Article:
Comic book quote of the day: Mark Waid on Marvel vs. DC

There’s a lengthy and pretty solid interview with writer Mark Waid over at The Onion A.V. Club. I found this bit – Waid’s personal take on the difference between the Marvel and DC stable of characters – pretty interesting:

AVC: You’ve worked for Marvel and DC extensively. What do you feel are the main differences between the characters and the companies?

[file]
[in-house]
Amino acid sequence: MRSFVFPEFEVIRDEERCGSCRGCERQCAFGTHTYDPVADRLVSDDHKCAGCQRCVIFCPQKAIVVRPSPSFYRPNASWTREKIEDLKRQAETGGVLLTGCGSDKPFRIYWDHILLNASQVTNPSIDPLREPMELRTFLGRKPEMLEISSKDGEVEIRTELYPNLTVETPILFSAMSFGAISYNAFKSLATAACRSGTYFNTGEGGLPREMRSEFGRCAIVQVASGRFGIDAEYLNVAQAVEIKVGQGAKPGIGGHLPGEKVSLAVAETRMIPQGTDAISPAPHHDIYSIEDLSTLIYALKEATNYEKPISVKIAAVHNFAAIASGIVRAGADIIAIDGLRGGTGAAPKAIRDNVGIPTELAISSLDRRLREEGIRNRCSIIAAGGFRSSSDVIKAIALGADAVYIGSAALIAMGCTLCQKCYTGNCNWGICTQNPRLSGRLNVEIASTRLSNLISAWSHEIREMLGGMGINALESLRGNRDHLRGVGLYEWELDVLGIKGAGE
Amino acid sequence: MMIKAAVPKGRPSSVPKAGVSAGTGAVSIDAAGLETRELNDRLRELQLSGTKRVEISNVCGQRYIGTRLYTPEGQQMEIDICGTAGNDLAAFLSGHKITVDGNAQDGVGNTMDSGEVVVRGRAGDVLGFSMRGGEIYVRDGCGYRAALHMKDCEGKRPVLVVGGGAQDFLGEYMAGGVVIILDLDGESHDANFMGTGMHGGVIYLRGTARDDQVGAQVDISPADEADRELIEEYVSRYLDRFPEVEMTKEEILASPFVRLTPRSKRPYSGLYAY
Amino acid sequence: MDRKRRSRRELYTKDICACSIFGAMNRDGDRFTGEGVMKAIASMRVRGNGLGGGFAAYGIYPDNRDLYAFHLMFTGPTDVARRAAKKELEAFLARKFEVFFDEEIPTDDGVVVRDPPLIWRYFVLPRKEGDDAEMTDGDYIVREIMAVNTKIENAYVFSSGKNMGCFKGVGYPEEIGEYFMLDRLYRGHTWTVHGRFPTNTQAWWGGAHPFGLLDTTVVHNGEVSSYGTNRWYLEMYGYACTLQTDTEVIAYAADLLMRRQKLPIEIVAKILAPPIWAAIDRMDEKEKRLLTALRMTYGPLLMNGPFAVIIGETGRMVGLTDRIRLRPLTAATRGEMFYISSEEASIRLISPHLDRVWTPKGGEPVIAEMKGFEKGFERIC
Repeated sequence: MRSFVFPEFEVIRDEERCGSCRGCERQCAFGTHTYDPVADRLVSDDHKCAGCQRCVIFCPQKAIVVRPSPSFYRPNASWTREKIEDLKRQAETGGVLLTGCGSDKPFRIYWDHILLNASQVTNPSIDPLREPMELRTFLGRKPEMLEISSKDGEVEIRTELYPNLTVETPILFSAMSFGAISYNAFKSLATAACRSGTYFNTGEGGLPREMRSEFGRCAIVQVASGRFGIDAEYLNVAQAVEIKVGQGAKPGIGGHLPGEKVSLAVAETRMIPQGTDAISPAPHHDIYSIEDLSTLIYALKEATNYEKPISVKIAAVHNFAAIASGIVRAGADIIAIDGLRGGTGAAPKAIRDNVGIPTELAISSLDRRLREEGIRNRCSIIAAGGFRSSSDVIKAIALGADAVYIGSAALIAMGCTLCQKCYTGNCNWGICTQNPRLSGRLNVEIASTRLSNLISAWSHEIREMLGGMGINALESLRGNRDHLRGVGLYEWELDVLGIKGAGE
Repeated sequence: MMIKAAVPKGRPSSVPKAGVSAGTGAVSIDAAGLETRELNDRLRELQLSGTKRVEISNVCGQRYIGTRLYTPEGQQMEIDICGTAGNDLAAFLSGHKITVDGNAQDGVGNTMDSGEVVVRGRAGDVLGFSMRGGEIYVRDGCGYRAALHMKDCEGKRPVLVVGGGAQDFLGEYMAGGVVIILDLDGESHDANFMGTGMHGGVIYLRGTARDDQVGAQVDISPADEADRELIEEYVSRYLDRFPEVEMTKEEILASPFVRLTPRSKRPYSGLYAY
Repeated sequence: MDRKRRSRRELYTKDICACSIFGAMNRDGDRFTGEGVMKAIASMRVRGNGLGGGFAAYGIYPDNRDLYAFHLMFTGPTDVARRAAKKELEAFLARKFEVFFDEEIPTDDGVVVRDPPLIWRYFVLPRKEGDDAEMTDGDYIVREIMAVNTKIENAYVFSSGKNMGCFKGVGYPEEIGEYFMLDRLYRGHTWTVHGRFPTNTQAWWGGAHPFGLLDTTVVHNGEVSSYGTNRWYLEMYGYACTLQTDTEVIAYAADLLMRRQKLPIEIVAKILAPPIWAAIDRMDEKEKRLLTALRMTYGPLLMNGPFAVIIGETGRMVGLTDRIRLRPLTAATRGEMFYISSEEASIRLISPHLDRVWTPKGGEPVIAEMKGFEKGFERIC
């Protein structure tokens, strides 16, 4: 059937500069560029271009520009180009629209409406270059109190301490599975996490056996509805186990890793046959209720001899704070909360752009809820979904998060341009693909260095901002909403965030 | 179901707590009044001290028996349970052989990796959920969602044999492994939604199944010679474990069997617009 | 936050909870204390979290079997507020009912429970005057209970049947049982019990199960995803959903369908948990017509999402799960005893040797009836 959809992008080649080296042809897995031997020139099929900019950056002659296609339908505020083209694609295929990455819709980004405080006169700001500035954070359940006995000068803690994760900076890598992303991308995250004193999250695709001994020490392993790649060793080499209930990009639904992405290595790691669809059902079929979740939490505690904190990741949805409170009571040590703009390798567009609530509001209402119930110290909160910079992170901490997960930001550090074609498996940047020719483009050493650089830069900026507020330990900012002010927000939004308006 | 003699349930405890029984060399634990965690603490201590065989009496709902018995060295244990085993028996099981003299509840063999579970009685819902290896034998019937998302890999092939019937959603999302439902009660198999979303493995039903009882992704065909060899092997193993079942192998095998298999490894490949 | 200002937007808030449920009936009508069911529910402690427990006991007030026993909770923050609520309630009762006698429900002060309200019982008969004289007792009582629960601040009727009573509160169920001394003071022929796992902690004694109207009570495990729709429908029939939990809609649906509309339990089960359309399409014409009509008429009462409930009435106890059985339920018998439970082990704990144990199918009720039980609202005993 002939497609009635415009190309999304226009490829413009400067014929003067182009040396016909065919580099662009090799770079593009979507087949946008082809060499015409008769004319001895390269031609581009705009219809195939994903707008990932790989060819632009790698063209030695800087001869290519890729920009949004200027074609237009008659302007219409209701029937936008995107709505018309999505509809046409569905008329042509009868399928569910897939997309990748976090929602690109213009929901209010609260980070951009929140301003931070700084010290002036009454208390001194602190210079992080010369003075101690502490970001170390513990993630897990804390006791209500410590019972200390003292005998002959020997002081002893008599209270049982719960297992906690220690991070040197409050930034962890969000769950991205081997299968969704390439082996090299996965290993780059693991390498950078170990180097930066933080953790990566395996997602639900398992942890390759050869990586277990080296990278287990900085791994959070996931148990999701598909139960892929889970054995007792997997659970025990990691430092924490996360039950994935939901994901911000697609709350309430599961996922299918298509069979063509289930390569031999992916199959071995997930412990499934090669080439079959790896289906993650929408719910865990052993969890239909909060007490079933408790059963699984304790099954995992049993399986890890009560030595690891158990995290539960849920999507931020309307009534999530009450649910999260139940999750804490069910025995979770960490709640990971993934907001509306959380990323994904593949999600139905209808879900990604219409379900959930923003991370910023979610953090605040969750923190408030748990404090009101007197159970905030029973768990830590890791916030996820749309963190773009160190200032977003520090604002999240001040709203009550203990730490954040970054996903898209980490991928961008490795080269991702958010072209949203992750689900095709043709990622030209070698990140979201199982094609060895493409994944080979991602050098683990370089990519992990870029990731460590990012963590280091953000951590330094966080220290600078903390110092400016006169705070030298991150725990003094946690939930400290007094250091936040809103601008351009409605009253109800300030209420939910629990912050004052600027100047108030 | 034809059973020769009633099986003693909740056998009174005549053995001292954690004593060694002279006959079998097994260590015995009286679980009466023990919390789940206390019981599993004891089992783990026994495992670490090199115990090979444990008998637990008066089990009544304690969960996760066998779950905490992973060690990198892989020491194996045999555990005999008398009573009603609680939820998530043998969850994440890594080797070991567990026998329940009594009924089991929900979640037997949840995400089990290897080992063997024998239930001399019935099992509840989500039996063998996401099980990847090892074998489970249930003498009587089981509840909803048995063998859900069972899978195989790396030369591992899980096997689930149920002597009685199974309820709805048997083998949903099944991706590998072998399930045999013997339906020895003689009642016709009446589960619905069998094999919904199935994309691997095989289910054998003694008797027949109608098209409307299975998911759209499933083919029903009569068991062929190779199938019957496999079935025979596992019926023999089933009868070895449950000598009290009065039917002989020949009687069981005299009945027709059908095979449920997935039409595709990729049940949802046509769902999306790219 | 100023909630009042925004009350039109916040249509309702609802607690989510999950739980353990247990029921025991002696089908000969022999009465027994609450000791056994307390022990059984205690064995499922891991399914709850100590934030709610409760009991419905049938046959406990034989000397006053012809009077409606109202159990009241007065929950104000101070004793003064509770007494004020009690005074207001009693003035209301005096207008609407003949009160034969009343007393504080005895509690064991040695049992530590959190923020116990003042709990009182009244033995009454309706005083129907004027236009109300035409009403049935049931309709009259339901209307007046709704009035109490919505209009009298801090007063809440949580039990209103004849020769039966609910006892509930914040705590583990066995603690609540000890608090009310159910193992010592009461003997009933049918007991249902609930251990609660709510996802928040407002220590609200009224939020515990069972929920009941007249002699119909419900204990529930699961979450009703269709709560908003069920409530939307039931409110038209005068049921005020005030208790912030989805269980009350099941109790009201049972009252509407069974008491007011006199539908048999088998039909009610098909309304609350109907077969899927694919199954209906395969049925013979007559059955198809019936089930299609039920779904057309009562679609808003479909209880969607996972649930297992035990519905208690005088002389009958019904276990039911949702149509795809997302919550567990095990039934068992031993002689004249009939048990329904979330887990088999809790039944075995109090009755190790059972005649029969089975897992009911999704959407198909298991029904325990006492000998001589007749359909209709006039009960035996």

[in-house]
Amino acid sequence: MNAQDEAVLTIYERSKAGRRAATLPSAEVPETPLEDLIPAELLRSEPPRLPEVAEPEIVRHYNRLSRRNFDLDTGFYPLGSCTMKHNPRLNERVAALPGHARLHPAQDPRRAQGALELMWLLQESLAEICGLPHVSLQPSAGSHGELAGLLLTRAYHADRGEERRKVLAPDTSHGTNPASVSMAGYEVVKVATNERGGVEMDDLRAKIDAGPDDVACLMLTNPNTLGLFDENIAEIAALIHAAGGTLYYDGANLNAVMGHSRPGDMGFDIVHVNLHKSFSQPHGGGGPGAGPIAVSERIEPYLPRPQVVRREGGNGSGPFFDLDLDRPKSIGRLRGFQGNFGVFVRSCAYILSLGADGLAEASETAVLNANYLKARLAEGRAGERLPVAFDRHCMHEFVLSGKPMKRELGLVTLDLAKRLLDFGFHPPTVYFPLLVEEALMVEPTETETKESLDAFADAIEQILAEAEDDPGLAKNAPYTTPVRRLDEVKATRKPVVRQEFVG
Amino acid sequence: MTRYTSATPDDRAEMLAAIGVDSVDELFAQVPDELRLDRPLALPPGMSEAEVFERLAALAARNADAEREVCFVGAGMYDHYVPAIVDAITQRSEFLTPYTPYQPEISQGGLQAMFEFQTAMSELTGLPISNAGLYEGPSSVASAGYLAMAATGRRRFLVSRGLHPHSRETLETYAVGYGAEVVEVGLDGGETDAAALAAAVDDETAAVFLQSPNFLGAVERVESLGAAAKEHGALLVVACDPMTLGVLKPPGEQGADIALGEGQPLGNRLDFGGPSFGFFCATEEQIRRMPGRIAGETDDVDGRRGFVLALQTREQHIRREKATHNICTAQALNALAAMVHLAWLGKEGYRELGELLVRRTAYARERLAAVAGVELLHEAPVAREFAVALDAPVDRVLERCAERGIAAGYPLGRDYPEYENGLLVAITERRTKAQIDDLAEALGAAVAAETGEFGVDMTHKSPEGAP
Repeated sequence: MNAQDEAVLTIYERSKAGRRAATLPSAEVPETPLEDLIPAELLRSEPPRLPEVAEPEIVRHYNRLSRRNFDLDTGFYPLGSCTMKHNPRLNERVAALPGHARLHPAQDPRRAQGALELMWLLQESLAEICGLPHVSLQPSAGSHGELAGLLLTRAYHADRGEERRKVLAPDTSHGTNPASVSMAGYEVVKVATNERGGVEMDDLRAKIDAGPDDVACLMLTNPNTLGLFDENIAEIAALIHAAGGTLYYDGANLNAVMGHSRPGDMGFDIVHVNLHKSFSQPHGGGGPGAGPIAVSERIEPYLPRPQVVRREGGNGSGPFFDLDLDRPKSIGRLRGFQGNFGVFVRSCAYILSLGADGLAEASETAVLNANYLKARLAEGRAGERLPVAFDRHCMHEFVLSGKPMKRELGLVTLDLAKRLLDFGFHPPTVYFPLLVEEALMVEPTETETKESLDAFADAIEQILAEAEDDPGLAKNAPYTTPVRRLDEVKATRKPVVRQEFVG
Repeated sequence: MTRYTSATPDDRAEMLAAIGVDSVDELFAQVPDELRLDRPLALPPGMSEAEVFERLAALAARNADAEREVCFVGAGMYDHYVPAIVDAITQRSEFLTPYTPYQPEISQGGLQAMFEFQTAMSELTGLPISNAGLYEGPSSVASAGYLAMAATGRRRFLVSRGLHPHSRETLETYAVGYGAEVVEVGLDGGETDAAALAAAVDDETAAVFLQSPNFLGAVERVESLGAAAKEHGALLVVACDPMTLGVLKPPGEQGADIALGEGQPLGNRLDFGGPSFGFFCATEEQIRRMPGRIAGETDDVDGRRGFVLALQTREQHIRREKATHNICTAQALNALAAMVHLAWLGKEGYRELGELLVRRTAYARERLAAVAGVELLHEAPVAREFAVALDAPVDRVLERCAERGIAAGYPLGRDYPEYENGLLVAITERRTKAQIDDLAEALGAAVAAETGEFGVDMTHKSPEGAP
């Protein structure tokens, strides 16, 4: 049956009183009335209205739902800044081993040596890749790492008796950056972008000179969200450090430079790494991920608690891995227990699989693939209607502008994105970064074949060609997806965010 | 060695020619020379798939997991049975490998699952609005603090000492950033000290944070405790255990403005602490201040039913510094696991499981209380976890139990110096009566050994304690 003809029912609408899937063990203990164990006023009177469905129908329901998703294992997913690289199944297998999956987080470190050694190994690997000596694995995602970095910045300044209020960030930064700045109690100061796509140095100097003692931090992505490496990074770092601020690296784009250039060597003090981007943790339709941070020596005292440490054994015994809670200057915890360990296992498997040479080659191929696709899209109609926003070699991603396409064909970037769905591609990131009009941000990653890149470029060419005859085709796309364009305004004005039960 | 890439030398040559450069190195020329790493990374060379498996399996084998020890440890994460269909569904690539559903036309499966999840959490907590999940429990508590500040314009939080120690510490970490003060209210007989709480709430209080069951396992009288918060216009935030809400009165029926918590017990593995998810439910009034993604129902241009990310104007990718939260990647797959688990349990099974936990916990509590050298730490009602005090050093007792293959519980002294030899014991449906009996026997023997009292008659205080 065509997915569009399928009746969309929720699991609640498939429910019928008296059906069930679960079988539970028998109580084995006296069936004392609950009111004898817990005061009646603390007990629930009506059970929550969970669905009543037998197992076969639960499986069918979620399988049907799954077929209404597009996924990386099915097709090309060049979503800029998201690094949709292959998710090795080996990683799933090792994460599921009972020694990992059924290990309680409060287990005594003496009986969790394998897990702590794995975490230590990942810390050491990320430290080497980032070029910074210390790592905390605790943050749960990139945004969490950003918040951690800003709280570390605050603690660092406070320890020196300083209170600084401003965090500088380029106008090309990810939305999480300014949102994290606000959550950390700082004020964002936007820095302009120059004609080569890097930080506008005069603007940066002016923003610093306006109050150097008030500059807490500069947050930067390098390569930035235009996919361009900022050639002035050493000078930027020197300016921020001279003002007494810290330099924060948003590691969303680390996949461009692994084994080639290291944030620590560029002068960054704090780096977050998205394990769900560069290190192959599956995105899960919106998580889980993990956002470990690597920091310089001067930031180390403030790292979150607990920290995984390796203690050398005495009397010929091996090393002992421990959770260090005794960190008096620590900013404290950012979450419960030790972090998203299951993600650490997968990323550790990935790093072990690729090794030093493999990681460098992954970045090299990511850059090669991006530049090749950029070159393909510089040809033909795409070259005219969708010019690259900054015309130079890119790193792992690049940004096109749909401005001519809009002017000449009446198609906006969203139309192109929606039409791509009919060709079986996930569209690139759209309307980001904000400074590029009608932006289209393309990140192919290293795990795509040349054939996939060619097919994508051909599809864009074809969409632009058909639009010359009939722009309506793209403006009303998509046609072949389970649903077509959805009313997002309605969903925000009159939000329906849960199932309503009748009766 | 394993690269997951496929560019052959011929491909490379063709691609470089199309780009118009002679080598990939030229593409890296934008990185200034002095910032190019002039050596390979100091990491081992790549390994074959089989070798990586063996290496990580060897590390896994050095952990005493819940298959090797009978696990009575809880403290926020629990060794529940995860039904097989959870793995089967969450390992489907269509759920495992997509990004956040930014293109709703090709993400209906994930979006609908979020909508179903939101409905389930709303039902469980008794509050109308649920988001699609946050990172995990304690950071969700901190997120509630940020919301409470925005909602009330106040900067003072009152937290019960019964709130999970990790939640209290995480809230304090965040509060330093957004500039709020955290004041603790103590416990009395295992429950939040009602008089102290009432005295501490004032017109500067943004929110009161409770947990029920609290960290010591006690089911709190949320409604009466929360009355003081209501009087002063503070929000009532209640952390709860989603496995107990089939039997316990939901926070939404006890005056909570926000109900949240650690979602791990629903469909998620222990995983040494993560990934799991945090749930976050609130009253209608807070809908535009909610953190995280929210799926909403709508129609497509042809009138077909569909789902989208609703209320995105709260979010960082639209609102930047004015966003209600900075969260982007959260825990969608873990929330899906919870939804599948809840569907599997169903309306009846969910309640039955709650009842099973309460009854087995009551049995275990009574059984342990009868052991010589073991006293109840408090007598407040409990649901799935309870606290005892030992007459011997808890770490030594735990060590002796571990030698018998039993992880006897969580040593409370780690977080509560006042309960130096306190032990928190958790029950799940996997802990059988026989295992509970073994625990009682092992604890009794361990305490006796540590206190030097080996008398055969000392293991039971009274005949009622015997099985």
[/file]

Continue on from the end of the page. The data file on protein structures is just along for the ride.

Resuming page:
MW: As far as the characters, the biggest difference is that the Marvel characters are all human. The Marvel characters are all about the human condition and all about characters with feet of clay, whereas the DC characters are gods. That’s really what they are, even if you’re talking about Green Lantern and Flash, and the B-level characters like Aquaman. They’re still basically gods. They’re costumes and powers and icons first, and personalities and foibles and weaknesses second. That’s not necessarily a bad thing. To my frustration, I constantly hear people upset that they can’t relate to Superman or Batman the way they can relate to Spider-Man or Captain America. My feeling is that maybe you’re not meant to relate to them the same way. That’s fine. It doesn’t mean they’re necessarily better or worse characters. It means that they serve different purposes. I think DC characters tend to skew toward a younger audience. I think Marvel characters have always skewed toward a slightly older audience. As you get further into heroic fiction as a reader, once you get past superheroics and the superpowers, you want to get into the characters themselves. That’s where the Marvel characters have a history of being richer characters. Getting back to the Avengers movie, I think if you put seven Justice Leaguers in that movie instead, I think it would have been a colossal failure. I love those characters. I love those characters probably more than I love the Marvel characters, but that’s because I’ve had my entire life to think about them and decide who I think they are, and I’ve written most of them, so I’ve gotten inside their heads in ways most people don’t. But as a general audience, I think you’d have to work really hard to put the same kind of emotional meat on those characters that Joss Whedon was able to with Iron Man and Captain America and everybody else in the Marvel movie.”